The Walk Across Kansas is both a personal and professional endeavor that will take my son and me across the State of Kansas for the second time. It was a life-changing event that led me to travel from my hometown of Hays, Kan., to the Kansas City area eleven years ago.
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April 15, 1993, appeared to be a normal day. Driving home for lunch, a car ran a stop sign – hitting me with enough force that my car came to a rest turned counter-clockwise and facing the opposite direction. At the time I was 30 weeks pregnant, and the force of the impact would cause the start of early labor within minutes of arriving at the hospital.
Although I went home a couple days later and the doctors were able to almost completely stop the contractions, I never felt quite right. Terrible headaches. Rising blood pressure. I was sore all over and had difficulty using my right arm. Less than a month after my accident, I went to the emergency room with a horrible "gut" feeling that I was going to die. That night, I began having seizures.
I do not recall much of what took place that night. I was told I had stopped breathing during the seizure. Hospital staff called a Code Blue and in those frantic few minutes they rushed me to emergency surgery to deliver my son via c-section. I do remember waking up later and seeing family members with red, teary eyes. Another time I could hear a priest nearby, and his words made me think, 'this must be really bad."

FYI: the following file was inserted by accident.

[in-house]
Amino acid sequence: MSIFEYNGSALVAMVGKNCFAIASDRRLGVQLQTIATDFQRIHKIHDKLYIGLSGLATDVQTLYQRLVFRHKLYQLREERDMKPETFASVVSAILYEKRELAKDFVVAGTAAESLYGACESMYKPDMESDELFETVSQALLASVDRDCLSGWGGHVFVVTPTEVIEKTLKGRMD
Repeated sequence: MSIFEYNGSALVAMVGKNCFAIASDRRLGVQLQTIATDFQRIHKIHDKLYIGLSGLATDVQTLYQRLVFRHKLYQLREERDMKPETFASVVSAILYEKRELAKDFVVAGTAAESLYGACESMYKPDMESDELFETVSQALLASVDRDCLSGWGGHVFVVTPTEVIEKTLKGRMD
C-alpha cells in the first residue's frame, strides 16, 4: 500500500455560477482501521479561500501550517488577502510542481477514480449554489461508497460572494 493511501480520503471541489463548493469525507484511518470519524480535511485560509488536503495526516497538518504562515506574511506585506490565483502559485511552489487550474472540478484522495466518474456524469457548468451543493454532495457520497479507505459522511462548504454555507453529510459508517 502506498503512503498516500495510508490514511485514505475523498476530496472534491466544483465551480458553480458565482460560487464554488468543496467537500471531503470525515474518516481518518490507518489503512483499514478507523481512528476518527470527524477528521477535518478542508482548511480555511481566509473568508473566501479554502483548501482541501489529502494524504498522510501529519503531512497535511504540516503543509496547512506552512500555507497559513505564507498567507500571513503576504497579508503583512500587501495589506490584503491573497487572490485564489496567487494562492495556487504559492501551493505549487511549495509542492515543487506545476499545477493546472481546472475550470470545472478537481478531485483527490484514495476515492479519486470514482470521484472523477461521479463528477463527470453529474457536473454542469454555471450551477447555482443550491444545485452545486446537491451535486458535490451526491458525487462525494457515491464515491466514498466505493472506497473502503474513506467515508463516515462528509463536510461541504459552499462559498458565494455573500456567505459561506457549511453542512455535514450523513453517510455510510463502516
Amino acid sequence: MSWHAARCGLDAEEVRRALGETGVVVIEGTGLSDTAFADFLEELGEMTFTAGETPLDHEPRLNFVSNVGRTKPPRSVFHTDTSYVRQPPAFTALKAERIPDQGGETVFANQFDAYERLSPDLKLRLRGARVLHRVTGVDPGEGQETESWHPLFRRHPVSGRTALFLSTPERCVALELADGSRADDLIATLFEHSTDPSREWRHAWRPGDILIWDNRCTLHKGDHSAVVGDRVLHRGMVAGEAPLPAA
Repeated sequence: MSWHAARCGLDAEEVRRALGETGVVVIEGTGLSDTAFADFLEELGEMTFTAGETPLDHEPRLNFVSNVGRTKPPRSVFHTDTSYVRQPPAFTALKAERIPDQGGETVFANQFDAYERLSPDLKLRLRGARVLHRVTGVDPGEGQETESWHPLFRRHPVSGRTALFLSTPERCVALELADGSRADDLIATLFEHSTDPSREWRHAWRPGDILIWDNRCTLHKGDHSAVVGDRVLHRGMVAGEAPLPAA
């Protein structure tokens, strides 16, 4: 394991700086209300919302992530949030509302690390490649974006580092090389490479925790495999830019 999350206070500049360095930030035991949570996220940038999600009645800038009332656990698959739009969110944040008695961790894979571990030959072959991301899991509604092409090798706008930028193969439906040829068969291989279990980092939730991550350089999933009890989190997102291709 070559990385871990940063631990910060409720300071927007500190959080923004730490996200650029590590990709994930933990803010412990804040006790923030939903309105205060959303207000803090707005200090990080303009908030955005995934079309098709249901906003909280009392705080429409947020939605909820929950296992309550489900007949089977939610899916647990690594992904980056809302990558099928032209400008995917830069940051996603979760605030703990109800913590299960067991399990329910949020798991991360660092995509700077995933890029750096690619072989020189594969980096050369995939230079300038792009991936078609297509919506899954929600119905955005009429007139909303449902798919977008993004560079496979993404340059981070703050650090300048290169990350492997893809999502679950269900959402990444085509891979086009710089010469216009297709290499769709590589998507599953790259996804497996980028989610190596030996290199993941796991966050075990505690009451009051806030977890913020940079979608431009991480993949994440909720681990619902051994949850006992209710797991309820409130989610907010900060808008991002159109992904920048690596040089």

Eventually I realized I wasn't going to die – at least not that day, anyway. Things were serious but I was stable and in the intensive care unit. I was handed a picture of this scrawny baby with wires and tubes everywhere. Although he would have to stay in the neonatal ICU for awhile, doctors reassured me Michael would be fine.
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Upon returning home two weeks later, I began rehabilitation while undergoing tests and procedures to determine the cause of my headaches and right arm pain. The reports indicated I had sustained mild head trauma, a fractured wrist, and spinal nerve damage. The nerve damage had caused numbness and pain in my right arm, hand and some fingers.
After 2 years, I was granted a medical release and cleared to return to work. Unfortunately, the damage to my spine left me with no feeling in my pinky finger, partial feeling in my ring finger and reduced function in my right hand. Therefore, I couldn't return to my previous job as a dental assistant. After a lot of soul-searching and deep thought, I decided to go back to school in 1997. It was a very scary time. I was now a single mother of two kids with almost no income. But I knew I wanted a better life for us. Next Page
We want to be an example to encourage people to be physically active and support the Governor's challenge for healthier living in Kansas.
We encourage Kansans to increase their physical activity by walking, whether individually or in teams. And our hope is for people who don't participate in regular physical activity, they will join our efforts and begin walking for their health.
Visit the REACH Lab at the KU Medical Center to learn more about stroke research.